At the moment, I’m viewing this time as the period in which I’m meant to consume, rather than create, art and writing. I’m taking more time to read, try new bakeries in my neighborhood, visit exhibits around the city, sweat all over my yoga mat, write letters to friends, and dare I say it, go to bed at a decent hour. I’ve also had many dance parties to Whitney’s “Dance With Somebody” around the house.

In looking at it a bit positively, this rut has given me time to rewire my desire to do everything at once. While I love to be ambitious and try all types of pitches and articles, my standards for what I can get done in a week — while also working full-time — aren’t realistic. So how do I remedy a desire to keep growing as a writer with the need to find a more balanced existence? I’m currently on the hunt for some answers and until I get to the bottom of it, at least I have three seasons of “Doctor Blake’s Mysteries” to keep me company.

^^ Also, my favorite video this week. Sorry mum, it has some “language” as you would say. ^^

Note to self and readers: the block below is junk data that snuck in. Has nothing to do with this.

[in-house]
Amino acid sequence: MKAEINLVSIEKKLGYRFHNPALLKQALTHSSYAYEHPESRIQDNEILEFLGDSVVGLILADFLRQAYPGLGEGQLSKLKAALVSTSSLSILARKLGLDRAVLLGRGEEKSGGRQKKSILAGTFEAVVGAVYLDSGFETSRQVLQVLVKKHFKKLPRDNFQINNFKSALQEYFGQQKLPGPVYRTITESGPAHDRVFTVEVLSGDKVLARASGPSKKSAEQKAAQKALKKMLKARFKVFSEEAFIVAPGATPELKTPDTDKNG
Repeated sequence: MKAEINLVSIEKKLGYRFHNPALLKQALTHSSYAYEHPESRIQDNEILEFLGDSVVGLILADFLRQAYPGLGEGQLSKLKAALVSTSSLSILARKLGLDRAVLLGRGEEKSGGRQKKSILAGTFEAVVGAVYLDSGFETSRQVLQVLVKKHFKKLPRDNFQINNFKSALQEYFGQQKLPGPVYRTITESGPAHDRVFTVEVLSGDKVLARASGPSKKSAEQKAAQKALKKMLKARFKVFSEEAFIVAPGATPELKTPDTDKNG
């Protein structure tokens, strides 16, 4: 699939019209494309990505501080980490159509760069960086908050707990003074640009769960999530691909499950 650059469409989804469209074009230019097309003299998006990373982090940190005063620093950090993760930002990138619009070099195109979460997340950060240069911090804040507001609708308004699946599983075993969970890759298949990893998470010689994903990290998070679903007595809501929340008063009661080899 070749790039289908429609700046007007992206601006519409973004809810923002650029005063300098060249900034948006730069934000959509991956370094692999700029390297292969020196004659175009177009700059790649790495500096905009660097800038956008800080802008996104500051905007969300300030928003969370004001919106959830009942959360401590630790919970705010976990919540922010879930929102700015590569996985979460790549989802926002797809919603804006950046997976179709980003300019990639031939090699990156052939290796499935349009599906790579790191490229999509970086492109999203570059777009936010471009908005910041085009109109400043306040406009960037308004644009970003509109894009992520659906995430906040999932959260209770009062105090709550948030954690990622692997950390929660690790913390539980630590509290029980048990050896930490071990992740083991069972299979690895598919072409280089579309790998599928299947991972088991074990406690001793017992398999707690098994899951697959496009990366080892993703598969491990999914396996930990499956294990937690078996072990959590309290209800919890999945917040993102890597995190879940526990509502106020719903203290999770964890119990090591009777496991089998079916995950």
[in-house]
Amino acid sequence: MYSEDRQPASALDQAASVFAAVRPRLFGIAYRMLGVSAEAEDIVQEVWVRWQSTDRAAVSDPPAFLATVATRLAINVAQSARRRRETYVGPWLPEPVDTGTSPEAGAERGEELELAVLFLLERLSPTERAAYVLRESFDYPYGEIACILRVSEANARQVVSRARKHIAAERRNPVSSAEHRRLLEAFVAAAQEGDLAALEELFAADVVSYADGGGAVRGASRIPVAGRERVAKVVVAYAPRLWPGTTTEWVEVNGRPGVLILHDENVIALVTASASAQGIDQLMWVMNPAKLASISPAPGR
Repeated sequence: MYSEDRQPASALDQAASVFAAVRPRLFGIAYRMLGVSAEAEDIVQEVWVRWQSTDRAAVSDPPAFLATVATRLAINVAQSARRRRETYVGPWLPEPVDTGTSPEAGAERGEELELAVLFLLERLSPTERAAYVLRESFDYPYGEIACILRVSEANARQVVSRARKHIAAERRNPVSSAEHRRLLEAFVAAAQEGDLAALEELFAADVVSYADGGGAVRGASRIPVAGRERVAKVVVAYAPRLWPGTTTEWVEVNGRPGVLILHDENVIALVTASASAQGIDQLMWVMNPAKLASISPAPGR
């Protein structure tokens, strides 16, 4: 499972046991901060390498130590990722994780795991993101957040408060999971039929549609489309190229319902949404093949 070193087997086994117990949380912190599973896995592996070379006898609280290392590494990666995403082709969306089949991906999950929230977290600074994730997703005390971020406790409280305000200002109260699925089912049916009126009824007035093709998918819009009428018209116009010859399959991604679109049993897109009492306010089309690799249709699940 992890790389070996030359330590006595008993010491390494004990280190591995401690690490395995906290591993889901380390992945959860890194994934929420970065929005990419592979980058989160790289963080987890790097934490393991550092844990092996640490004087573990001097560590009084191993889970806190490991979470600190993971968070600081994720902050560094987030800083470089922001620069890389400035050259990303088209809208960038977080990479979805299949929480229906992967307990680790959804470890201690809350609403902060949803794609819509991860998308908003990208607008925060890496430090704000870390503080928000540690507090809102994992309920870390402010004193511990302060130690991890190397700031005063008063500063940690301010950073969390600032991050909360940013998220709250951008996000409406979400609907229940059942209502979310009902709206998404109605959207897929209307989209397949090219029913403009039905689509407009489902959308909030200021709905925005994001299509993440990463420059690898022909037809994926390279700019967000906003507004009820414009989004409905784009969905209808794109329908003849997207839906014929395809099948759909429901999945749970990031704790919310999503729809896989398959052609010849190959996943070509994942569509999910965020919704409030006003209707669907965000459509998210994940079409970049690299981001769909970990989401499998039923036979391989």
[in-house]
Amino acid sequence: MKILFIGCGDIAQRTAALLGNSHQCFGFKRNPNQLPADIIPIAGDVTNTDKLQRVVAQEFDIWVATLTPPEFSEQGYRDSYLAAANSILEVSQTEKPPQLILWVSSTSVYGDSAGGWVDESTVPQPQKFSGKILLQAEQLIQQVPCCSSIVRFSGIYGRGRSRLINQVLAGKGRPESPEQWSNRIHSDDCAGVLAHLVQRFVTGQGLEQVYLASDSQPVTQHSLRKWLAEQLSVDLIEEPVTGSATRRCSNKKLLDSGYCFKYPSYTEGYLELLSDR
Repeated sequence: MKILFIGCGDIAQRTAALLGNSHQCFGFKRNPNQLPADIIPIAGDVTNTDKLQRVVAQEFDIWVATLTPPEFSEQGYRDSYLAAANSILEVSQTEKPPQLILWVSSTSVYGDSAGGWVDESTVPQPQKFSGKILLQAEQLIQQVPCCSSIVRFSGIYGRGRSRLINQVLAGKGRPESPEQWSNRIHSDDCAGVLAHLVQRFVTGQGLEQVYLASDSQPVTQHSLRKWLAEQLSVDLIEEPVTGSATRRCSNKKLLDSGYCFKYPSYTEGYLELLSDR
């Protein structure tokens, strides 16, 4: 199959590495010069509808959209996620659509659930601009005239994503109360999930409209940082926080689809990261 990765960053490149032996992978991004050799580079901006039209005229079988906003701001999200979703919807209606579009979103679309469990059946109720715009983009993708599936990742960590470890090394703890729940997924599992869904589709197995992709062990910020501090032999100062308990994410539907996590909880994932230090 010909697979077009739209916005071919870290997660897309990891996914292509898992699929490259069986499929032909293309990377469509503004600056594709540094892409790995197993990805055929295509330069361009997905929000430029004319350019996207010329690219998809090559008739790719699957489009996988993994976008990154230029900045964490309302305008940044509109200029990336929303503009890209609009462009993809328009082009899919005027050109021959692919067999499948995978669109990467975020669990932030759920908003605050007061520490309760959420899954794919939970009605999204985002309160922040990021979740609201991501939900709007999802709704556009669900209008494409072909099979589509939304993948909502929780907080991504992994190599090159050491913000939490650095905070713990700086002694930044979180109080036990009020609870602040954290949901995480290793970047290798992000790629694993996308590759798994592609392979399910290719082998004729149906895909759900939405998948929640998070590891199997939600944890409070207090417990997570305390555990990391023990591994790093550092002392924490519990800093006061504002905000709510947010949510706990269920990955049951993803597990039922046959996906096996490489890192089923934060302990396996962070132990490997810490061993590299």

And Summer Begins in NYC

The best — and I admit, sometimes, hardest thing — about living in a place like New York City is there are always a million things to do. Museums, theaters, food, pubs, mermaid parades — my bucket list since moving here has only continued to multiple like a pack of rabbits. So today, in the hopes of escaping jet lag once and for all, I set my sites on abandoning any form of normal routine and visiting the Cloisters instead.

If you’re like me and didn’t know anything about the Cloisters until this year (or perhaps even this moment), the Cloisters is a branch of the MET Museum that houses Medieval European art. Located on a 4-acre park (Tryon Park) in Washington Heights, the Cloisters resemble a medieval church and are filled with art, architecture, and artifacts made between the 1100s to the 1400s. It’s pretty incredible and to really get in the mood, I took a friend’s advice and hummed the “Game of Thrones” theme song while walking up the drive.